About the Medical Physics Residency Program
The clinical practice of the Stanford University School of Medicine (SU SoM) Department of Radiation Oncology is centered in the Stanford Comprehensive Cancer Center (SCCC), a National Cancer Institute designated cancer center.
The Stanford Radiation Oncology Physics Residency is structured as a two-year therapeutic program of progressive, supervised clinical training in all areas of radiation oncology physics, with the purpose of enabling a resident to acquire the knowledge and skills needed to practice radiation oncology physics independently and gain board certification. An optional elective third year of research may be scheduled after the two fully-clinical training years for a clinically related project by agreement with and under supervision of a member of the radiation oncology physics faculty. The additional year is intended to provide clinically trained residents time to advance a translational research project, with consequent opportunities for accomplishments to support a career goal of being a clinician-scientist.
The mainstay of the curriculum is the instruction of residents by means of their performing clinical physics tasks under direct individual supervision of experienced mentors. Residents are afforded increased independence in performing these tasks, in so far as it has been demonstrated that they possess the capability of performing said procedures with reduced direct oversight. Mentors remain responsible for task completion, and in continuing with a defined task, residents gain opportunities to learn more nuanced aspects of the subject. The training program consists of a sequence of 1-3 month clinical rotations, each organized around a particular topic, plus one continuing program of twice-monthly meetings that broadly range across specific topics in medical physics, such as AAPM Task Group reports. Each rotation is mentored by one or two physicists. To complete a rotation, the mentors must verify that residents have achieved defined knowledge goals and competencies.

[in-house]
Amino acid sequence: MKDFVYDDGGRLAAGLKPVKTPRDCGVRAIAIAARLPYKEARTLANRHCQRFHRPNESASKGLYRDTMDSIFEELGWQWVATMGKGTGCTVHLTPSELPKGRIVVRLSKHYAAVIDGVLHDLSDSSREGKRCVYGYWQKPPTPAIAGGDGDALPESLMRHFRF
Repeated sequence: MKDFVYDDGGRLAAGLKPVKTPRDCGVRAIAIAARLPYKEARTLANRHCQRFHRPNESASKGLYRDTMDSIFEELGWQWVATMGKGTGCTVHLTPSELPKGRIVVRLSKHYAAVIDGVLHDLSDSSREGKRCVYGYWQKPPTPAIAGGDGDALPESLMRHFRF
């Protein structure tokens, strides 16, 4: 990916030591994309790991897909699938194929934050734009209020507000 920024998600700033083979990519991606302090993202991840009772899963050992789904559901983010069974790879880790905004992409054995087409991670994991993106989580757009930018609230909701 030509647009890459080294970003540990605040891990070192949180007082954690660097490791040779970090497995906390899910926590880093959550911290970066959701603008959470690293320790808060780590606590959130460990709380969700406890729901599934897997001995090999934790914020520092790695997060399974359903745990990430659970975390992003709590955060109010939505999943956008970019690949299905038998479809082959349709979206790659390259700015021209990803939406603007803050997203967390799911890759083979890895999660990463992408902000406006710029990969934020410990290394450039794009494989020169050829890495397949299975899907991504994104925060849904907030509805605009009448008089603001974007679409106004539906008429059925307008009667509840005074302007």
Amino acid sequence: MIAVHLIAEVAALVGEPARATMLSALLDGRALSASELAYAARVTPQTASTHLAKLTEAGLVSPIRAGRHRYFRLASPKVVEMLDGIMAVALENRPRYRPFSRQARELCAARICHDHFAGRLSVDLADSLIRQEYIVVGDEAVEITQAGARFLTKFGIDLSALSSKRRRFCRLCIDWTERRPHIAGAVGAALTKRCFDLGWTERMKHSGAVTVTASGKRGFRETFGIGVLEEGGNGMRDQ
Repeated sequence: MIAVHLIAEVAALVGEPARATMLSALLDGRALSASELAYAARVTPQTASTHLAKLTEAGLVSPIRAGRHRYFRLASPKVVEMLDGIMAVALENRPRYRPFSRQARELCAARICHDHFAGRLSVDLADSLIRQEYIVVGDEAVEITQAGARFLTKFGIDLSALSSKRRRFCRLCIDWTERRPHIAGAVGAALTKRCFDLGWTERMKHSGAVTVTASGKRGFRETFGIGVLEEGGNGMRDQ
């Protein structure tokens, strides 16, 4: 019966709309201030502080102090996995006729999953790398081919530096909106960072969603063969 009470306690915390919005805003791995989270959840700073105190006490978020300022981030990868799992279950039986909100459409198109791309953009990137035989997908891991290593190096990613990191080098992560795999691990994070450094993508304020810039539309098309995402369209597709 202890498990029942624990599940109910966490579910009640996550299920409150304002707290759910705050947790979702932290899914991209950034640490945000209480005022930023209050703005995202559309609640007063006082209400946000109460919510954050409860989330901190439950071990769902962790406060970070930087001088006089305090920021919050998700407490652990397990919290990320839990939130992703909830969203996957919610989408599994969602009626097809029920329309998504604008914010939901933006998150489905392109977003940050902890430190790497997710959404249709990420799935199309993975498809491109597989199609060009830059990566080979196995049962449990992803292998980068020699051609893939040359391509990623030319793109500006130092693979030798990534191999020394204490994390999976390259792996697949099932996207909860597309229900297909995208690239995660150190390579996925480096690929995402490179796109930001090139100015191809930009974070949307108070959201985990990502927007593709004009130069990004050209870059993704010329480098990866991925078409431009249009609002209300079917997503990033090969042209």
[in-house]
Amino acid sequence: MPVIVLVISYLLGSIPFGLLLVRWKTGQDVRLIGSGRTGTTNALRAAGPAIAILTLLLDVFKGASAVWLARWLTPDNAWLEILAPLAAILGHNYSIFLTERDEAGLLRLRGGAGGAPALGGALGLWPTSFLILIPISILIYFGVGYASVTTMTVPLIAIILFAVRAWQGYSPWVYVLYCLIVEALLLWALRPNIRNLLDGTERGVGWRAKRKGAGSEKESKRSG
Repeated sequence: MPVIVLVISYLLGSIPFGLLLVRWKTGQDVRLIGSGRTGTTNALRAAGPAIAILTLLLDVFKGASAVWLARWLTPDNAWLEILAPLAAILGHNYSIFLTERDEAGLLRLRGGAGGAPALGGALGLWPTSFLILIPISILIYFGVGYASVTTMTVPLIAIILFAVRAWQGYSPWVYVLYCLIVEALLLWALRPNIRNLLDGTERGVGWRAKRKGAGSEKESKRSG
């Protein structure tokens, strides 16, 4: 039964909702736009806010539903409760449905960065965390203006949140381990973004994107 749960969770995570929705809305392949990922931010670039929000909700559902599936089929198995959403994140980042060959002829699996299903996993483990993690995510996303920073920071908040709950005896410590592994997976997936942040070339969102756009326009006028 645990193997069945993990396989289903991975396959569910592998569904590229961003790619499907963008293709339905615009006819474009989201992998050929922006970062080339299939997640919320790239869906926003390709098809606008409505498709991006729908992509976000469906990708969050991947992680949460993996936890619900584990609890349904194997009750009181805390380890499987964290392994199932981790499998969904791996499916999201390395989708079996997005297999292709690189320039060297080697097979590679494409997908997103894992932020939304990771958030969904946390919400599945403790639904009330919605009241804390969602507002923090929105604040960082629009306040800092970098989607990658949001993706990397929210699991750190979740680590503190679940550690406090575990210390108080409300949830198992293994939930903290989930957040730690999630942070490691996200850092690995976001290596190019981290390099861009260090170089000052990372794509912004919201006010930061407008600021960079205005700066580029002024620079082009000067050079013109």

The following competencies constitute core development goals for each clinical rotation (please refer to rotation descriptions):
- to understand the sophisticated technologies used in the practice of medical physics and radiation oncology;
- to understand the protocols and practices essential to the deployment of these technologies for patient care in particular to detect, diagnose and treat various illnesses and injuries;
- to acquire the skills necessary for operating, testing and validating the technologies used in the practice of medical physics and radiation oncology;
- to systematically analyze practice using quality improvement (QI) methods, and implement changes with the goal of practice safety improvement;
- to communicate effectively with physicians, other health professionals, and health related agencies and work effectively as a member of a health care team;
- to build a commitment to carrying out professional responsibilities and an adherence to ethical principles
- Rotation 1: Orientation; Simulation, Planning, and Treatment; Ethics; Accelerator Theory and Operation; Radiation Safety
- Rotation 2: Linac Safety; Equipment QA; Patient-Specific QA; Shielding Calculations; Calibration Protocols
- Rotation 3: 3D Treatment Planning; Basic Dosimetry
- Rotation 4: IMRT and VMAT Planning; Chart Checking
- Rotation 5: Clinical Translational Project
- Rotation 6: CyberKnife Radiosurgery; Linac-based SBRT
- Rotation 7: Special Procedures; TBI and TSEI; Protons
- Rotation 8: Brachytherapy
- Rotation 9: Electronic Imaging; Motion Management¥
- Rotation 10: Community Practice
- Rotation 11: Full Participation; exchange at UCSF/UCLA
- Optional 3rd year: Research Year
- The clinical practice of the Stanford University School of Medicine (SUMC) Department of Radiation Oncology is centered in the Stanford Comprehensive Cancer Center (SCCC), a National Cancer Institute designated cancer center. Please see Facilities and Equipment page for more information on site rotation.
Last updated 09/2022